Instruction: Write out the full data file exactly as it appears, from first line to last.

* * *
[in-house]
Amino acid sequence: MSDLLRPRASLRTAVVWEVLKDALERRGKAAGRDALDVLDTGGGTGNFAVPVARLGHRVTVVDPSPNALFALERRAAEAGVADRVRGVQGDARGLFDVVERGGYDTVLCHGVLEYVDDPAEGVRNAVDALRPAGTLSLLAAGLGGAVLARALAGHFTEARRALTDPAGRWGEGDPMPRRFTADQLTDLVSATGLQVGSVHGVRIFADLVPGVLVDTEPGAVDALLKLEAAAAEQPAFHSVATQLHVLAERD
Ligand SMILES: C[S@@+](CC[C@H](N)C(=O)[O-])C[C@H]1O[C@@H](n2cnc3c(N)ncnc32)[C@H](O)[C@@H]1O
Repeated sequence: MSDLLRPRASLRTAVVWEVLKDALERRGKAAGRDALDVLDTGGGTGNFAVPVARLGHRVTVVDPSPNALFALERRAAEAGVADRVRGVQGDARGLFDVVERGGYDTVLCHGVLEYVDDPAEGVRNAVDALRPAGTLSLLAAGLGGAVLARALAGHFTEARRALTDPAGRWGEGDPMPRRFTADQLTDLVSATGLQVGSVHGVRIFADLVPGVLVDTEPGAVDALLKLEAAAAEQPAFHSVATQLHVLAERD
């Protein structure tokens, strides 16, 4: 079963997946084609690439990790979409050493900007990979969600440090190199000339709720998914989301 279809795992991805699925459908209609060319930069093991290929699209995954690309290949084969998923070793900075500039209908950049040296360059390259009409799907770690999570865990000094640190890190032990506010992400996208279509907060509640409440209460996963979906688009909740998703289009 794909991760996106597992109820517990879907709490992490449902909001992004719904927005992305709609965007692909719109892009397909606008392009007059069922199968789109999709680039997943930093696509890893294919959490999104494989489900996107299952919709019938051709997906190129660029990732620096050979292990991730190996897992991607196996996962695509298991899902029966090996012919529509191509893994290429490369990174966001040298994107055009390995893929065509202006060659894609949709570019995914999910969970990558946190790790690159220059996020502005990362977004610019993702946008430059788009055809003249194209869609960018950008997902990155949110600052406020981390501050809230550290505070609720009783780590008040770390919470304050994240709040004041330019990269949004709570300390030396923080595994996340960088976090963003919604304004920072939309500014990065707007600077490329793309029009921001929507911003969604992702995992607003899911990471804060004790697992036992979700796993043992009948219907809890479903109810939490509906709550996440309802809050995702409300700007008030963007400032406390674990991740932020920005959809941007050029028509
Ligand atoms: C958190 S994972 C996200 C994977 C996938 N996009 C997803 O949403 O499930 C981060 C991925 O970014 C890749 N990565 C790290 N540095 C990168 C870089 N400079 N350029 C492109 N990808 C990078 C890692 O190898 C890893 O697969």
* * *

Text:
[in-house]
Amino acid sequence: MSDLLRPRASLRTAVVWEVLKDALERRGKAAGRDALDVLDTGGGTGNFAVPVARLGHRVTVVDPSPNALFALERRAAEAGVADRVRGVQGDARGLFDVVERGGYDTVLCHGVLEYVDDPAEGVRNAVDALRPAGTLSLLAAGLGGAVLARALAGHFTEARRALTDPAGRWGEGDPMPRRFTADQLTDLVSATGLQVGSVHGVRIFADLVPGVLVDTEPGAVDALLKLEAAAAEQPAFHSVATQLHVLAERD
Ligand SMILES: C[S@@+](CC[C@H](N)C(=O)[O-])C[C@H]1O[C@@H](n2cnc3c(N)ncnc32)[C@H](O)[C@@H]1O
Repeated sequence: MSDLLRPRASLRTAVVWEVLKDALERRGKAAGRDALDVLDTGGGTGNFAVPVARLGHRVTVVDPSPNALFALERRAAEAGVADRVRGVQGDARGLFDVVERGGYDTVLCHGVLEYVDDPAEGVRNAVDALRPAGTLSLLAAGLGGAVLARALAGHFTEARRALTDPAGRWGEGDPMPRRFTADQLTDLVSATGLQVGSVHGVRIFADLVPGVLVDTEPGAVDALLKLEAAAAEQPAFHSVATQLHVLAERD
């Protein structure tokens, strides 16, 4: 079963997946084609690439990790979409050493900007990979969600440090190199000339709720998914989301 279809795992991805699925459908209609060319930069093991290929699209995954690309290949084969998923070793900075500039209908950049040296360059390259009409799907770690999570865990000094640190890190032990506010992400996208279509907060509640409440209460996963979906688009909740998703289009 794909991760996106597992109820517990879907709490992490449902909001992004719904927005992305709609965007692909719109892009397909606008392009007059069922199968789109999709680039997943930093696509890893294919959490999104494989489900996107299952919709019938051709997906190129660029990732620096050979292990991730190996897992991607196996996962695509298991899902029966090996012919529509191509893994290429490369990174966001040298994107055009390995893929065509202006060659894609949709570019995914999910969970990558946190790790690159220059996020502005990362977004610019993702946008430059788009055809003249194209869609960018950008997902990155949110600052406020981390501050809230550290505070609720009783780590008040770390919470304050994240709040004041330019990269949004709570300390030396923080595994996340960088976090963003919604304004920072939309500014990065707007600077490329793309029009921001929507911003969604992702995992607003899911990471804060004790697992036992979700796993043992009948219907809890479903109810939490509906709550996440309802809050995702409300700007008030963007400032406390674990991740932020920005959809941007050029028509
Ligand atoms: C958190 S994972 C996200 C994977 C996938 N996009 C997803 O949403 O499930 C981060 C991925 O970014 C890749 N990565 C790290 N540095 C990168 C870089 N400079 N350029 C492109 N990808 C990078 C890692 O190898 C890893 O697969």